Palestinian refugees are a slippery population — but when 285,535 of them go missing from a small country such as Lebanon, it should raise eyebrows.
UNRWA in Lebanon reports on its website that 449,957 refugees live under its protection in 12 camps, but a survey by Lebanon’s Central Administration of Statistics, together with the Palestinian Central Bureau of Statistics, could only find 174,535. The Lebanese government said the others “left.” Okay, maybe they did — Lebanon constrained them viciously, so it would make some sense. What does NOT make sense, then, is the UN giving UNRWA a budget based on nearly half a million people when, in fact, there are far fewer than a quarter of a million. Who is paying and who is getting the money?
We are and they are.
The UNRWA website shows a budget of $2.41 billion combined for FY 2016 and 2017. The U.S. provides more than $300 million to UNRWA annually, about one-quarter of the total. In August 2017, UNRWA claimed a deficit of $126 million. A former State Department official said the budget shortfalls are chronic but that “the funds seemed eventually arrive” after pressing others for more money — some of that additional money is from the U.S.
American funding for UNRWA is problematic itself because the organization is inextricably intertwined with Hamas in Gaza and Hezbollah in Lebanon; see here, here and here. And specifically for Lebanon, the connection goes as far back as 2007. But stay with the “floating” population problem for a moment.
The huge discrepancy in Lebanon suggests that UNRWA may have trouble counting refugees in the West Bank, Jordan, Gaza, and Syria as well. (We’ll give them a pass on Syria for now.) The problem is not new, but that Palestinian agencies were running the census may help the United States overcome its own long-term obstinacy when it comes to counting and paying.
Ten years ago, a forum on Capitol Hill, then-Rep. Mark Kirk called for an international audit of UNRWA. Kirk admitted he was unsuccessful in generating demand among his colleagues despite such accounting anomalies as a $13 million entry for “un-earmarked expenses” in an audit conducted by UNRWA’s own board. An amendment to the 2006 Foreign Assistance Act had called for $2 million in additional funds for UNRWA, specifically for an investigation of finances, but the amendment was withdrawn at the request of the State Department.
As a Senator, Kirk offered an amendment calling for the State Department to provide two numbers to Congress: the number of Palestinians physically displaced from their homes in what became Israel in 1948, and the number of their descendants administered by the UNRWA. The State Department denounced the amendment, saying, “This proposed Amendment would be viewed around the world as the United States acting to prejudge and determine the outcome of this sensitive issue.”
Far from prejudging the outcome, a review of the number of Palestinian “refugees” in the world and the world’s obligation to them would provide an honest basis from which to make policy.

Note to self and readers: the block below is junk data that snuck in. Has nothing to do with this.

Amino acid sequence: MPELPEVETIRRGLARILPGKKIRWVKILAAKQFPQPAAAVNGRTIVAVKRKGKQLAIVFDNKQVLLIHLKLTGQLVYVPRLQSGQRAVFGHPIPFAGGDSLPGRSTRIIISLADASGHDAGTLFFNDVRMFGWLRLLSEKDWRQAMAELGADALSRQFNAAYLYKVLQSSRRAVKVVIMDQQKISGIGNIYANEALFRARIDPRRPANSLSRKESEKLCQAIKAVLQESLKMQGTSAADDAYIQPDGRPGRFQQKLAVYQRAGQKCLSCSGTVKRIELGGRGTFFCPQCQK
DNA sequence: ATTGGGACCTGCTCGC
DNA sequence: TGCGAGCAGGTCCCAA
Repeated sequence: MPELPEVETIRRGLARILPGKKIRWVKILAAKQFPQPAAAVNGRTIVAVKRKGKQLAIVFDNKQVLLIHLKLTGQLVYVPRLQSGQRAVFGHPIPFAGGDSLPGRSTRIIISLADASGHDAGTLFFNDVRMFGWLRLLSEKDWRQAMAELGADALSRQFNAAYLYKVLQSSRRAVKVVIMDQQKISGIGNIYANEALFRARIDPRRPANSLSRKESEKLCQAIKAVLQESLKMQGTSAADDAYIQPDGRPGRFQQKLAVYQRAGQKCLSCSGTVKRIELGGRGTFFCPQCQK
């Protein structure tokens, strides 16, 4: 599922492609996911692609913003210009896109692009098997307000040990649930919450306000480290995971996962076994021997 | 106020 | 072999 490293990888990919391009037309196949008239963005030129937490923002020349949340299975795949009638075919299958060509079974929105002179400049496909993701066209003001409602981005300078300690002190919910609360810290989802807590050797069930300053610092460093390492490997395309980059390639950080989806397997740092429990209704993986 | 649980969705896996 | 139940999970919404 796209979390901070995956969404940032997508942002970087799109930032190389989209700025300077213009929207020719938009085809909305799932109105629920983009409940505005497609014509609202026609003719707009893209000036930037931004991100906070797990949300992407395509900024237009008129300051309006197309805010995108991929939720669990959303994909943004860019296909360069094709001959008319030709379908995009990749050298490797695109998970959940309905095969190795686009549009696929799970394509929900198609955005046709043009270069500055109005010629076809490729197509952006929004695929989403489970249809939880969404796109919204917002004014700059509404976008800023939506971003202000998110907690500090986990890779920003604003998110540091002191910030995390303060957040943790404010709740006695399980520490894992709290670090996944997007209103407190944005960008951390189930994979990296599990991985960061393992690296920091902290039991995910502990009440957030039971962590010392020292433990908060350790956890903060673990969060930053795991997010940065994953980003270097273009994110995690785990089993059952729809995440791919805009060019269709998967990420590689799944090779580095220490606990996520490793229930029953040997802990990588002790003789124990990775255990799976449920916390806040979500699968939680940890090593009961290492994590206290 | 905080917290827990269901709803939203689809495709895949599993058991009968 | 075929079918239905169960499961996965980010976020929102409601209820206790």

In 1950, the UN defined Palestinian “refugees” as people displaced from territory that had become Israel after having lived there for two years or more — this is distinct from every other population of refugees that must be displaced from their long-term homes. Furthermore, Palestinians are the only “refugee” group that hands the status down through generations, until there is a resolution of the status of the original group — which is why they are governed by UNRWA; all other refugees are under the care of the UN High Commissioner for Refugees (UNHCR), which has a mandate to settle refugees so they can become citizens of new countries. UNRWA, naturally, produces the only population of refugees that grows geometrically over time rather than declining as the original refugees die and their children are no longer stateless. (See Vietnamese refugee resettlement for an example of how this works for others.)
The original population of refugees was estimated at 711,000 in 1950. Today, there appear to be 30-50,000 original refugees remaining, and UNRWA claims to care for 4,950,000 of their descendants. But 285,000 of them appear to have disappeared from Lebanon.
It has long been understood that there is an undercount of deaths in UNRWA refugee camps — to admit a death means UNRWA loses that member in the accounting for the international community. It also wreaks havoc with Palestinian insistence that there are 6 million refugees (not UNRWA’s 5 million) and that a million people are not registered, but should still have a “right of return” to homes their parents, grandparents or great-grandparents claim to have had inside the borders of Israel.
The numbers game also exists with people who do not live in refugee camps. The Palestinian Authority counts as residents 400,000 Palestinians who have lived abroad for over a year, and according to Deputy Palestinian Interior Minister Hassan Illwi, more than 100,000 babies born abroad are registered as West Bank residents — both in contravention of population-counting norms. Jerusalem Palestinians are double-counted – once as Palestinian Authority residents and once as Israeli Palestinians. The PA, furthermore, claims zero net out-migration; Israeli government statistics differ.
How many Palestinians would there be in these territories if a proper census was taken? How many “refugees” would disappear from UNRWA rolls as they did in Lebanon? How might that affect the budget?
Can we please find out?